Deep Learning

A lesson for Fill machines

How Manuel Hofbauer, as part of his university thesis, taught our Fill camera systems to intuitively look for production faults by themselves.

There are some things where you cannot accept any compromises. Truck brakes are a good example. They must brake, but never break. Or mica panels which protect batteries in the event of an accident and give drivers of electric vehicles valuable seconds to get out of their vehicle before it explodes. Or steering columns. Because it must always be possible to steer vehicles. 

But what if a system basically works properly, yet produces faulty – safety-relevant – components for inexplicable reasons? What if the results are unsatisfactory in spite of all efforts? Well, somehow you have to teach the machine the difference between right and wrong.

And that was the subject of the university thesis of Manuel Hofbauer, who used this as a case study and developed a Deep Learning technology for Fill.

“In my university thesis, I was confronted with a genuine customer problem and had to find a solution. I solved the problem by developing a Deep Learning technology, and the customer was delighted.”
//Manuel Hofbauer, software engineer for industrial image processing at Fill

Manuel Hofbauer applied plenty of creativity to solving this challenge, alongside the courage to try something new. Fill, the university and other technology partners gave Manuel lots of freedom – conventional paths had previously not led to the desired result, so it was time for new methods. Manual also greatly appreciated the active support provided by his colleagues in the software and sales teams at Fill while he was preparing his university thesis.  

The aim was for the machine to learn how to find faults and to distinguish between different types of fault. The decisive feature was the quality of the relevant component: The inspection technology is trained to detect the relevant criteria so that the machine can “learn more” step by step.

Another project involved a two-week trial phase during which components which simultaneously checked by people and by a machine equipped with Deep Learning technology. The result was impressive: 99.99% concordance. Moreover, the automatic inspection technology even identified four faults that were missed by the human inspectors.

The technology gets better with every experience and after a short time can detect even the slightest displacements of a component and classify characteristics, such as scratches or dents, by itself.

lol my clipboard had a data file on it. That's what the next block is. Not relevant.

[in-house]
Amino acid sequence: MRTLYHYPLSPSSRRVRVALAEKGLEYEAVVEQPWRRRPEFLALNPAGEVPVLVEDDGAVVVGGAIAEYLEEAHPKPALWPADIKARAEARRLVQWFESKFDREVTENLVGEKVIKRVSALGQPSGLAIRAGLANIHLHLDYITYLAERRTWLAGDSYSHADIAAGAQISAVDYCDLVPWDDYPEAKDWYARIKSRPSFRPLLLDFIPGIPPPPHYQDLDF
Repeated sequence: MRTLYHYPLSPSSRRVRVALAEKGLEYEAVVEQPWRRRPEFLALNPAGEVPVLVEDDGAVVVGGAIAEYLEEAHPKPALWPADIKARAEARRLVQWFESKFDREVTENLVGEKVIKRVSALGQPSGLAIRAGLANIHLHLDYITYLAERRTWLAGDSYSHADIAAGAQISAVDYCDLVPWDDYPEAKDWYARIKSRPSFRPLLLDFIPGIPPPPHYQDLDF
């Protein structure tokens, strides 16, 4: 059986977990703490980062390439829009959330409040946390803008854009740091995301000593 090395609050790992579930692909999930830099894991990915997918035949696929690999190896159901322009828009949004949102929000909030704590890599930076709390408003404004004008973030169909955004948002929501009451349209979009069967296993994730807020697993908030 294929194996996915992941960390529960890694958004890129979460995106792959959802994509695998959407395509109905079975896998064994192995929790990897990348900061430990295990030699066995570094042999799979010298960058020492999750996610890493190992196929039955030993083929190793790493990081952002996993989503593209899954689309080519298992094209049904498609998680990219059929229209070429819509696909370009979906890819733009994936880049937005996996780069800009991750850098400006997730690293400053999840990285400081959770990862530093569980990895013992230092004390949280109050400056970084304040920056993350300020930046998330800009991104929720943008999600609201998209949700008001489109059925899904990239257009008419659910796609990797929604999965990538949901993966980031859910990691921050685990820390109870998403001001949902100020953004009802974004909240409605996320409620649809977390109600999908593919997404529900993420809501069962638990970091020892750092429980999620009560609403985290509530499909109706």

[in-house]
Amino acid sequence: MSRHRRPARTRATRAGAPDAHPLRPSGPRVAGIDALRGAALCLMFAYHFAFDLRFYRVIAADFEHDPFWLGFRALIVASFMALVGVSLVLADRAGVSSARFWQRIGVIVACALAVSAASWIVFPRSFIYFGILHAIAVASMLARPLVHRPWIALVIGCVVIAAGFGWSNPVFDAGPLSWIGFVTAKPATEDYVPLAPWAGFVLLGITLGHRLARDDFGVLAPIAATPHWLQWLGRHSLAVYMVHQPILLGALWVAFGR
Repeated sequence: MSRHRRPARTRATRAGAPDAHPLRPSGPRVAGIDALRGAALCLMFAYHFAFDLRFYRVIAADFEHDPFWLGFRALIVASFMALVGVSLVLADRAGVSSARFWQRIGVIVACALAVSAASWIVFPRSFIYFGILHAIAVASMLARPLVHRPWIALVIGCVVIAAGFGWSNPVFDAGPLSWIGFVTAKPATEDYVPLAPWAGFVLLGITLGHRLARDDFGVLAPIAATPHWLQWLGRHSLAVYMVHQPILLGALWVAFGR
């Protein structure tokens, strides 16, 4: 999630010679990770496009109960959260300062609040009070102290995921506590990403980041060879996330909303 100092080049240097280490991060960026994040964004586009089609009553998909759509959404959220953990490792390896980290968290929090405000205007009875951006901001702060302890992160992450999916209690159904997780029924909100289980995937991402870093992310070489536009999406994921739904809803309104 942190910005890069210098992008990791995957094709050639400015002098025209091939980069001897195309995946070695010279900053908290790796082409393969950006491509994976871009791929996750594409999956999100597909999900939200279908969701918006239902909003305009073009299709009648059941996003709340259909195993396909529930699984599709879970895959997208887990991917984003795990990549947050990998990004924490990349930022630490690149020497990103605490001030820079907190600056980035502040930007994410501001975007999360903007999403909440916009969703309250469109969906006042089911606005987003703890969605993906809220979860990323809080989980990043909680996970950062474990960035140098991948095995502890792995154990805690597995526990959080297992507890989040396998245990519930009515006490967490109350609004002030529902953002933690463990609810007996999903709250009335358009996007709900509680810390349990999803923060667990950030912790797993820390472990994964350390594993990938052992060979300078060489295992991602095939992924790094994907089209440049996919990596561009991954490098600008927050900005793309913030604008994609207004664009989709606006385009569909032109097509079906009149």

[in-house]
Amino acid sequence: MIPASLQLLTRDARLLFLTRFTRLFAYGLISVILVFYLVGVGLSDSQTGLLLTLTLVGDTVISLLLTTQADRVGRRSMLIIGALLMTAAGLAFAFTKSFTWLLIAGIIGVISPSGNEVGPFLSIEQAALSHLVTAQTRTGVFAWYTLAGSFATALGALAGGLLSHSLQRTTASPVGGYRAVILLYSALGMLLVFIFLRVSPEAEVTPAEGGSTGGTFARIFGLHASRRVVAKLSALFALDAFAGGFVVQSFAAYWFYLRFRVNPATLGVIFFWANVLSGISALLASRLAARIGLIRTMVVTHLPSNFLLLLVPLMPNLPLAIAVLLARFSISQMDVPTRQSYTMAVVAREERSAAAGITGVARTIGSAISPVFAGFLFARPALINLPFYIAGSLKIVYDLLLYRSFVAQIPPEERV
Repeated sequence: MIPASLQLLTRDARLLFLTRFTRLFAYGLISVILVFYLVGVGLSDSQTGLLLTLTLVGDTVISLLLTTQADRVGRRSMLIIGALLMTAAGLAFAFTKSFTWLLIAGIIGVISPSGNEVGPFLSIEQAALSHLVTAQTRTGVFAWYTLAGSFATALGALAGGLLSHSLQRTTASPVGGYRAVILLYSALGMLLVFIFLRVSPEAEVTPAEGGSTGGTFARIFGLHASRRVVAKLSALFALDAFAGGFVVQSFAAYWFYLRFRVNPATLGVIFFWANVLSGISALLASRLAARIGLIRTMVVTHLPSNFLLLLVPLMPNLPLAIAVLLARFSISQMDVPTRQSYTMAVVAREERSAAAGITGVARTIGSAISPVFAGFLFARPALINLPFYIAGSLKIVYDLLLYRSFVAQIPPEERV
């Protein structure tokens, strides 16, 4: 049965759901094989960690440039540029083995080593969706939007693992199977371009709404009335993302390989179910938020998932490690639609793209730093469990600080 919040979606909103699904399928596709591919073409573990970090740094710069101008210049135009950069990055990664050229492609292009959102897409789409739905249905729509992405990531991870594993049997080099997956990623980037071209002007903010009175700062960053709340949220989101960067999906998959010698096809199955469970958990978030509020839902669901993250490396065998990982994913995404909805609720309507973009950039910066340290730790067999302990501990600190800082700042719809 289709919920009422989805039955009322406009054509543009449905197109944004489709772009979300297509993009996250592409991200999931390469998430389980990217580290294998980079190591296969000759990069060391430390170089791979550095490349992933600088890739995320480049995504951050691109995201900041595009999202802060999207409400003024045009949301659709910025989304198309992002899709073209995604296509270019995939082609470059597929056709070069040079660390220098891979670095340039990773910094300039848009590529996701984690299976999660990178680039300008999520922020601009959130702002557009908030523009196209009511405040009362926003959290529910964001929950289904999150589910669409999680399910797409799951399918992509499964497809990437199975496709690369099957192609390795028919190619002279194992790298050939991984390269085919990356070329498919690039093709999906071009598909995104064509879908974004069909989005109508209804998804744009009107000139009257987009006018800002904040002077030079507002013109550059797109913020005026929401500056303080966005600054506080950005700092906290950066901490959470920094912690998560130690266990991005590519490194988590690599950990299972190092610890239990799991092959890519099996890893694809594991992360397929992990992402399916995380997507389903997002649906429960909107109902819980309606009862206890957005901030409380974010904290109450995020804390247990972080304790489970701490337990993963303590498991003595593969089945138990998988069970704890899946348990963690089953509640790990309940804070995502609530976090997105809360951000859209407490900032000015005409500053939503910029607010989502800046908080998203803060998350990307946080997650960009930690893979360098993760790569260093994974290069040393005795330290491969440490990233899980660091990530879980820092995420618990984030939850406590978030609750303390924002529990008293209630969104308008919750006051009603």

The superiority of the machine over humans is clear: Its camera systems are faster, more precise, and above all more robust in detecting faults – it never has a bad day. A human checking the same component day in, day out, while never finding a fault, runs the risk of becoming careless – which can have fatal consequences.

The inspection technology for safety-critical components developed by Manuel Hofbauer makes a major contribution to product safety. Production faults can be identified and rejected, thereby saving human lives in extreme cases. This ensures that truck brakes do not break, steering columns can make the vehicle controllable, and mica panels are able to save lives in an emergency. Reliable components can therefore be produced, which also means security for our customers. Because rejected batches can harbor significant economic risks.

“Currently customers are very curious about our developments. As regards technology, we need to start from scratch with every customer and every new project. But thanks to the university thesis, our company already has in-house knowledge of how to detect faults and repair them. Now we are integrating this knowledge into the various projects.”

//Manuel Hofbauer, software engineer for industrial image processing at Fill

Brave people who are willing to go off the beaten track for their ideas can achieve great things, if they are given the space to experiment. Make space to find solutions and you will find ideas.

“My goal is to integrate robots into a system, which are able to perceive, communicate, and work autonomously – like WALL-E, the robot who cleans away the world’s waste. That's my idea of Industry 4.0.“

//Manuel Hofbauer, software engineer for industrial image processing at Fill

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